Workers say: Stop Bissell’s dirty work

CHICAGO – Cindy Marble, 40, is a single mother of four who lives in Crest Hill, just southwest of here. For seven months Marble worked at the Elwood, Ill.-based Bissell Homecare warehouse in Will County. On Nov. 5, Marble and several of her co-workers were fired without any warning, after some of them had trained their replacements.

“I was fired because of my decision to go along with the union,” Marble said in a phone interview Nov. 12.

On Nov. 11, Marble, her co-workers and supporters picketed in front of the warehouse to protest the firings. They carried signs that read, “Stop Bissell’s dirty work.”

The Bissell warehouse, managed by Maersk Logistics, opened in January this year and is part of the expanding distribution industry in Chicago’s suburbs. It supplies Bissell vacuum cleaners to big box retailers including Kohl’s, Wal-Mart and Target.

Marble said she and her co-workers were fired en masse after they filed legal complaints over many violations of state and federal law at the warehouse. In addition the workers notified management last month that they had decided to form a union with the United Electrical, Radio and Machine Workers of America (UE).

There were a lot of unfair conditions, said Marble. The workers had no paid sick days and many of their wages were arbitrarily slashed. And none of them had any say in the matter, she said.

Marble said one of her co-workers was eight months pregnant and no provisions were made for her well-being. She was expected to lift boxes of vacuum cleaners over her head, said Marble.

“So I spoke up for her and the supervisor said she needed to bring in a doctor’s note saying she couldn’t lift the heavy boxes,” Marble said. “It was too much for her.” The pregnant woman too was eventually fired.

According to UE the warehouse has been using an unlicensed temporary employment agency, Roadlink Workforce Solutions, that has repeatedly violated many state and federal laws, including paying some workers less than minimum wage. Workers also cite racial discrimination, unpaid wages and threats of retaliation for bringing these issues to management’s attention.

The workers have complained that Bissell Homecare, via their management company and temporary employment provider, violated the Fair Labor Standards Act, which governs minimum wage; the Day Labor And Temporary Services Act, a state law that regulates temporary employment agencies; the National Labor Relations Act, which governs workers’ right to association and organization; and the Civil Rights Act, which prohibits discrimination based on race.

The workers and the union say Bissell is to blame because it hired the two firms in the first place.

Bissell says none of its employees work in the warehouse. In a press release Bissell claimed it “is concerned about any allegations of improper labor practices and we have advised Maersk that Bissell expects full compliance with all appropriate legal and safety standards in the workplace.” Bissell said the company is going to end its contract with Roadlink, “which is apparently at the root of the dispute that has arisen here.”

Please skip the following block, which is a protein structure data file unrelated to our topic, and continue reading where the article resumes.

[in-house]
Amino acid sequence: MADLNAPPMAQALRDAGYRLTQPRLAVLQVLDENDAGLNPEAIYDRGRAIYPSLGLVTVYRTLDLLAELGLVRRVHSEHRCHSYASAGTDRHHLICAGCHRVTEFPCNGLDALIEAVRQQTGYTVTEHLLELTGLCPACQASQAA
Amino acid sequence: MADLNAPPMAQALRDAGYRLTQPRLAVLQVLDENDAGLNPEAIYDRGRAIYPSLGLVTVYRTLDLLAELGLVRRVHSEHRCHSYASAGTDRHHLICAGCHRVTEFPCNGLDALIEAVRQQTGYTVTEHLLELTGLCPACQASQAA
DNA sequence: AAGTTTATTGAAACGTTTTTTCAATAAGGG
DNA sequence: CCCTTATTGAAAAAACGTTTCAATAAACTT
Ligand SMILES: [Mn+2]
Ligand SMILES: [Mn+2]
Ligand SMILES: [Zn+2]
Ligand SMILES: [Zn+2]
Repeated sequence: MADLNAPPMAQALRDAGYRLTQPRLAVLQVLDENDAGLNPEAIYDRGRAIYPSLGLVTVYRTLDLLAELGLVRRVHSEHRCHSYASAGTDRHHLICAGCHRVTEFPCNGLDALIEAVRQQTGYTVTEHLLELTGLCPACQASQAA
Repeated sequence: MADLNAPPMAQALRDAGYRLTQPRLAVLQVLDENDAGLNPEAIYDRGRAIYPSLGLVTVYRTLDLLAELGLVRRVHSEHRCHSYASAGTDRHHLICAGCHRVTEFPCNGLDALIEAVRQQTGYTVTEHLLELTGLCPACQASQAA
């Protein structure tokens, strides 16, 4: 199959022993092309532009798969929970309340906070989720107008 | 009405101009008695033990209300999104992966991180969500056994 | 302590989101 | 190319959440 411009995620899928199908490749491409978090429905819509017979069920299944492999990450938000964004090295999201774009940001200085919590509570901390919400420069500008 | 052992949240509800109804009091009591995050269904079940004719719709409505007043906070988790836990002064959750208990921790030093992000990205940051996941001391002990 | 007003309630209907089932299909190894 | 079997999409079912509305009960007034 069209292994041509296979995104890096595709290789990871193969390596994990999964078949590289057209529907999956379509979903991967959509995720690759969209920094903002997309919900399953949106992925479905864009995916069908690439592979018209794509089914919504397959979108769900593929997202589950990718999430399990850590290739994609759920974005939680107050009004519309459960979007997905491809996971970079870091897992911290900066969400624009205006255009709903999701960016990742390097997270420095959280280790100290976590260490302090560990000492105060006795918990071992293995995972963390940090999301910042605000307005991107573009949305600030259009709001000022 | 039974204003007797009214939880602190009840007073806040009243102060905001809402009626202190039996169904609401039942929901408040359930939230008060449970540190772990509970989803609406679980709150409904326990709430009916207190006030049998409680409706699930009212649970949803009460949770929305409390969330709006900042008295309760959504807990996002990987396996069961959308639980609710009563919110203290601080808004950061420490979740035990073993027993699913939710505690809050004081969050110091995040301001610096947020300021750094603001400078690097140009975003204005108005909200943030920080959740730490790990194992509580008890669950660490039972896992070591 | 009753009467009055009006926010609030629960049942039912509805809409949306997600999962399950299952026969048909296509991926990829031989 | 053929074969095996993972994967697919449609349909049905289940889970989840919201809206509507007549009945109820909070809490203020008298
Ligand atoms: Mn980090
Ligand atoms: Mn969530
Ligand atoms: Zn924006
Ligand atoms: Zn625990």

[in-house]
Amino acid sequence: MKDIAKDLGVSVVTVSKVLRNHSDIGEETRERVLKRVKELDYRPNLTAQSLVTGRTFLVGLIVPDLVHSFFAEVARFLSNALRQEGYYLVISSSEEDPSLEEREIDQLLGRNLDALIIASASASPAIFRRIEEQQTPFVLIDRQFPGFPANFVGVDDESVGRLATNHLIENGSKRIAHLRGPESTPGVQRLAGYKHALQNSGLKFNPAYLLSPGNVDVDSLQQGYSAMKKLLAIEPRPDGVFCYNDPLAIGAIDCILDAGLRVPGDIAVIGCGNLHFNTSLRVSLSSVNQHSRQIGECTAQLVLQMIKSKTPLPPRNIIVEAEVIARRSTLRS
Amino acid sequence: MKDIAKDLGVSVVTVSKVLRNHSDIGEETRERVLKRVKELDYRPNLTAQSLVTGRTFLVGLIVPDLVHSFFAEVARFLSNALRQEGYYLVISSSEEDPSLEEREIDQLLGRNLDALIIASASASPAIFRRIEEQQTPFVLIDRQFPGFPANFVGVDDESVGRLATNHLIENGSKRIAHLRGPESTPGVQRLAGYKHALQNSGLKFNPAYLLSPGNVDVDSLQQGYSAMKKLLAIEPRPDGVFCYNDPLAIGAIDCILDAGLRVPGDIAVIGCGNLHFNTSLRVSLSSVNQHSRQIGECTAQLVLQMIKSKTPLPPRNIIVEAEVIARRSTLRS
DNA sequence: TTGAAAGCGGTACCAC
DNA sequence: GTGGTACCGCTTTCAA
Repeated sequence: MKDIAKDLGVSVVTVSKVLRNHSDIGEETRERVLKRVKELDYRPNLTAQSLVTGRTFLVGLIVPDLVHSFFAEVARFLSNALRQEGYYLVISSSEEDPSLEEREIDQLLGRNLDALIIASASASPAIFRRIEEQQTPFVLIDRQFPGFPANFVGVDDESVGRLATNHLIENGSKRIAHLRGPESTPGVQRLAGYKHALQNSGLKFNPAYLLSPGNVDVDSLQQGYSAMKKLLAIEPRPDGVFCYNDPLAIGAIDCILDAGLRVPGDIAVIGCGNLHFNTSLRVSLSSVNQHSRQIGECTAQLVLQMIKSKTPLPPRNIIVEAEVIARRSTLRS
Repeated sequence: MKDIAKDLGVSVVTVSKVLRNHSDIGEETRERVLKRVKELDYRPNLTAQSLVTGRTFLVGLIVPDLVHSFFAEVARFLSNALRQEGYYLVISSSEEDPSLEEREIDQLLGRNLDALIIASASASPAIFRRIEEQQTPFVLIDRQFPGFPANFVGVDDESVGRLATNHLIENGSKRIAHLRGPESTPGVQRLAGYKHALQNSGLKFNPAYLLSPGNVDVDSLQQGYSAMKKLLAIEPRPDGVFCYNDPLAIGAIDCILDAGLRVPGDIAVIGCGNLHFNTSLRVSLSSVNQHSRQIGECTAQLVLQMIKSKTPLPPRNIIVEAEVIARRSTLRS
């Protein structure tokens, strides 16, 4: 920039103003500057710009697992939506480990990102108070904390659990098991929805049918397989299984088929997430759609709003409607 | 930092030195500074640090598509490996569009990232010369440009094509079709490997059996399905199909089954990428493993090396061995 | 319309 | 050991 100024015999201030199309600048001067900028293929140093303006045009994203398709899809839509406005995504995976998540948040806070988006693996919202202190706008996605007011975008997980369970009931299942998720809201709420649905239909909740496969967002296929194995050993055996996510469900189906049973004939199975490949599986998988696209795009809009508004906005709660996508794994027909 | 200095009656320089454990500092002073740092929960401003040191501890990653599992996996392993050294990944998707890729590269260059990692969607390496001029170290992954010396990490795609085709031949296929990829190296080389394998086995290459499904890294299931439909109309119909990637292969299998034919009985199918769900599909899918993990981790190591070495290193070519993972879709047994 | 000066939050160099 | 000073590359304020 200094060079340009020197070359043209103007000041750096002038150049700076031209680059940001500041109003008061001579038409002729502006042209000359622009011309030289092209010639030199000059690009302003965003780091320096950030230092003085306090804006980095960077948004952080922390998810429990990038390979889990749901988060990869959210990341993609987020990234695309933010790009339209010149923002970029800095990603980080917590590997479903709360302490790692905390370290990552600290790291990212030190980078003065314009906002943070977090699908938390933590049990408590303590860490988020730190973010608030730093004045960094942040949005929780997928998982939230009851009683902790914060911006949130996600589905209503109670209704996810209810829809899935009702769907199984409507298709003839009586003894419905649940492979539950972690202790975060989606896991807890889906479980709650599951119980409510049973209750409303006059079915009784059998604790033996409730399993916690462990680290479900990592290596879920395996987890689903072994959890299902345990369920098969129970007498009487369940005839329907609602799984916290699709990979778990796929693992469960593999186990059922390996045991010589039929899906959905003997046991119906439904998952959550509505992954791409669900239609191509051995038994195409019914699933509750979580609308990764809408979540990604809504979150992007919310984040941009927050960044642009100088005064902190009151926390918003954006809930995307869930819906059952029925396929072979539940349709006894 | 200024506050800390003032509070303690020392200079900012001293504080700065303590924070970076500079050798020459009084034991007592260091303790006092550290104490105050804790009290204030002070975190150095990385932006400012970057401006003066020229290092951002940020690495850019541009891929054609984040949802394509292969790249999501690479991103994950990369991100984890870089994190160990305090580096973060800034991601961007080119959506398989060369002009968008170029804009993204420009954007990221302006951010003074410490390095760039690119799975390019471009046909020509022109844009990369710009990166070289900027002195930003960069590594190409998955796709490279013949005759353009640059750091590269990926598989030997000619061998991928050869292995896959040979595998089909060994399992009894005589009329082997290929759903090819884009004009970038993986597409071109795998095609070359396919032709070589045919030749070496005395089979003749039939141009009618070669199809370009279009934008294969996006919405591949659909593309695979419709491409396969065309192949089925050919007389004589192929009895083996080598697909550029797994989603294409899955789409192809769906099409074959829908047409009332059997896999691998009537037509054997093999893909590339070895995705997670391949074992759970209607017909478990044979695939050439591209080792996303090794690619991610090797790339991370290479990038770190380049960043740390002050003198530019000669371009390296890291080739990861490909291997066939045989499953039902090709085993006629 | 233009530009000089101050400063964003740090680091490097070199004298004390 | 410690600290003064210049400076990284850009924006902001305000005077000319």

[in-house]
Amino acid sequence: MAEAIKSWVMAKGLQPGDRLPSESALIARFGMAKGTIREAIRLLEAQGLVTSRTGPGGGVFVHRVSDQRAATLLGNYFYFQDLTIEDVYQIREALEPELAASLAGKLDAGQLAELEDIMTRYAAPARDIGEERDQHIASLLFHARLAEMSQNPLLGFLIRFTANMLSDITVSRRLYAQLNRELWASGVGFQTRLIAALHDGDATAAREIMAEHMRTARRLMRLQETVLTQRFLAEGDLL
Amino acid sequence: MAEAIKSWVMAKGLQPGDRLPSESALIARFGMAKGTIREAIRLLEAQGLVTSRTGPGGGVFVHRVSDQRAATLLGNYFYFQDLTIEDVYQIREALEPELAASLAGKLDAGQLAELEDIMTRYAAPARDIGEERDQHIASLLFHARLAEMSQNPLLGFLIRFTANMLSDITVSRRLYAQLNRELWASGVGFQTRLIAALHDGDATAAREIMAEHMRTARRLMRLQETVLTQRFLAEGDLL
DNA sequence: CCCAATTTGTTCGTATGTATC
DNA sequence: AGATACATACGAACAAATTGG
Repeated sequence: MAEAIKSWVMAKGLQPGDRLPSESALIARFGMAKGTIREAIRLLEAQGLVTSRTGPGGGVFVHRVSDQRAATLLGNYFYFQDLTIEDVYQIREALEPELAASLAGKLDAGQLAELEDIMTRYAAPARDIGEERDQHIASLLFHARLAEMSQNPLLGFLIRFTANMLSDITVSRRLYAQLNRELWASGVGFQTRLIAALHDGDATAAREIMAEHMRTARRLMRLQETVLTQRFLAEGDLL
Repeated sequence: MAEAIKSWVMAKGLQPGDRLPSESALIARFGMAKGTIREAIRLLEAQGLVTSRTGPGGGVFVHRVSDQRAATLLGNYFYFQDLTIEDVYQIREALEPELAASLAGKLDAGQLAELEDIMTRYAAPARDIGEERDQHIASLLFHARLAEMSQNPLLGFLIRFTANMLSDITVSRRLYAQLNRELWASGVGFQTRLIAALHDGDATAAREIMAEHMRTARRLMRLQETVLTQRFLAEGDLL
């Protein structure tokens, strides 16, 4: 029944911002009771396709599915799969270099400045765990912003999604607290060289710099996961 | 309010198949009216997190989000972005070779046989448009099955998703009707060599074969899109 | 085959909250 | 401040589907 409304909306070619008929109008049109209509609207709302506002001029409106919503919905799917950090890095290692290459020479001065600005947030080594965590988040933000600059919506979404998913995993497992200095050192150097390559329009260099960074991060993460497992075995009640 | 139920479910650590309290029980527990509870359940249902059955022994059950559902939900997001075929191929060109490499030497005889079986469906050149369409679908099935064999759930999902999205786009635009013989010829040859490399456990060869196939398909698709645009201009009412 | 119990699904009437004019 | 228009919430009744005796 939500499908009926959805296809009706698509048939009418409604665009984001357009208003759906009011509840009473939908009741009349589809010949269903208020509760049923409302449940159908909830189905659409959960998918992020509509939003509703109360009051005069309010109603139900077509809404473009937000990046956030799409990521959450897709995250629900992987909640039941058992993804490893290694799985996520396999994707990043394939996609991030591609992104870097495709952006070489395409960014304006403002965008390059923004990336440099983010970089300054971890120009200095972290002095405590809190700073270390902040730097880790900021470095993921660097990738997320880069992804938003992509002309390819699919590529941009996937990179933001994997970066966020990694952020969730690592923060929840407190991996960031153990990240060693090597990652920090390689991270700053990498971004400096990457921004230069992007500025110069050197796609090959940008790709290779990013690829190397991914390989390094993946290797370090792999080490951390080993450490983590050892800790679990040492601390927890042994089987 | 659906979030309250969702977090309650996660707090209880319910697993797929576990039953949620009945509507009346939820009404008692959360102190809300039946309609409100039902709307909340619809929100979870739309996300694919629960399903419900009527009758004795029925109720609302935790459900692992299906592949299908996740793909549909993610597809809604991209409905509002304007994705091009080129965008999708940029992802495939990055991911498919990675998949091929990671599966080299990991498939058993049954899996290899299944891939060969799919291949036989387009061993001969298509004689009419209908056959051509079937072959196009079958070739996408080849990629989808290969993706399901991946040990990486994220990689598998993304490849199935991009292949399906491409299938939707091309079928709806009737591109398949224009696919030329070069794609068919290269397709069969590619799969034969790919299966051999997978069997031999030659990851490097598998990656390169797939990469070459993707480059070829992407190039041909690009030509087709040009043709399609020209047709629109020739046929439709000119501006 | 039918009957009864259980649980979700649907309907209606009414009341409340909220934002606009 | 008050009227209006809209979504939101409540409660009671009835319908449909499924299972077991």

Abe Mwaura, project coordinator for a workers rights group called Warehouse Workers for Justice, said the workers came to his group for help.

After the workers decided to form a union many of them received threats, he said. The day after the workers told management to recognize their union, two of the leaders were immediately fired, said Mwaura. About half of the others were later let go, he said.

Mwaura said that by the end of the month a total of 65 workers will be left without a job, after they train their replacements. As of Nov. 12, 20 of them had been let go, he said.

“It’s very clear to us and the workers this was an act of retaliation for blowing the whistle on the many violations of the law,” said Mwaura. “We feel very strongly all sorts of discrimination issues were going on here,” he said.

Mwaura said the workers were in the process of filing for a union election and that 80 percent of the expected and fired workers were in support of forming one with UE.

“We feel that Bissell needs to beheld accountable because it’s their vacuum cleaners that these workers are producing,” he said. “They are joint employers and they along with the other two agencies are jointly at fault.”

Bissell hired these firms, it owns the warehouse and it is jointly at fault for allowing these abuses to go on in its supply chain, said Mwaura.

“We want them to follow the law and put these people back to work. These are workers who built the wealth of this multinational company,” he said. For them to take no responsibility is unacceptable, said Mwaura. Labor laws were violated, workers were fired with no warning and none of this is legal, he said.

As the holiday season approaches, Marble said she worries about her children at home.

She said she could understand that Bissell thought things were fine at the warehouse. But now that they know what’s really going on, they need to be held responsible and take positive steps to correct the problem.

“Their families are not better than ours. We just want to be able to work, make decent wages and provide for our families,” she said. “We want the same things they want. We’re not beneath them.”

Marble hopes Bissell will pressure Maersk to abide by the law and reinstate her and her co-workers.

“We just want to go back to work and be treated with respect without being harassed,” said Marble. “That’s all we’re looking for – some justice.”

Photo: Cindy Marble stands in front of the warehouse as a truck arrives to pick up vacuum cleaners. (